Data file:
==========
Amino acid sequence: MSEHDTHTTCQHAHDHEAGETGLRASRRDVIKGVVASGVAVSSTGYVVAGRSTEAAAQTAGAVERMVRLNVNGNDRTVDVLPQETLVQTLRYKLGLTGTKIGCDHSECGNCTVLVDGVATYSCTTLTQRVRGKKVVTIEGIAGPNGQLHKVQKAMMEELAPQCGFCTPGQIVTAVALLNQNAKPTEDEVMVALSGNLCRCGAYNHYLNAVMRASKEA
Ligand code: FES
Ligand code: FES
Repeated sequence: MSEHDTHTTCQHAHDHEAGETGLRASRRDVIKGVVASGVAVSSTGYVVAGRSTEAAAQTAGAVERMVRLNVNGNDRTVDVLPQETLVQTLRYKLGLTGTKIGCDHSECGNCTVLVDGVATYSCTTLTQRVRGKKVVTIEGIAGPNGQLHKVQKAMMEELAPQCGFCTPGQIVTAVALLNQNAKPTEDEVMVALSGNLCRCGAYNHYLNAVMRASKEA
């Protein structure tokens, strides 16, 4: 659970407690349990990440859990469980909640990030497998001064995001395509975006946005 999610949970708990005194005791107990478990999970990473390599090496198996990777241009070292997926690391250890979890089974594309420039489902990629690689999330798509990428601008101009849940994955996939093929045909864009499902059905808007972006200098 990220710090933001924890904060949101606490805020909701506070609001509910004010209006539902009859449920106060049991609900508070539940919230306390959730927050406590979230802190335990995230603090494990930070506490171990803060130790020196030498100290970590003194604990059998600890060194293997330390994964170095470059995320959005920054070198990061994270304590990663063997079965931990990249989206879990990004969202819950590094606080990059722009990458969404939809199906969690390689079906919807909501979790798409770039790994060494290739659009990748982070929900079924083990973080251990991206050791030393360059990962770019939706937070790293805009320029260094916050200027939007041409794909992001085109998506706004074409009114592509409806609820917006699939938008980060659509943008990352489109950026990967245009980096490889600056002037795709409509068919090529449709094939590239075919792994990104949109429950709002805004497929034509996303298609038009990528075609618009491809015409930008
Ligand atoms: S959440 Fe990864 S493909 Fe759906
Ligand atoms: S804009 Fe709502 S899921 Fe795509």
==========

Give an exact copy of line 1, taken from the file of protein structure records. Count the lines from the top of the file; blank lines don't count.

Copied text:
Amino acid sequence: MSEHDTHTTCQHAHDHEAGETGLRASRRDVIKGVVASGVAVSSTGYVVAGRSTEAAAQTAGAVERMVRLNVNGNDRTVDVLPQETLVQTLRYKLGLTGTKIGCDHSECGNCTVLVDGVATYSCTTLTQRVRGKKVVTIEGIAGPNGQLHKVQKAMMEELAPQCGFCTPGQIVTAVALLNQNAKPTEDEVMVALSGNLCRCGAYNHYLNAVMRASKEA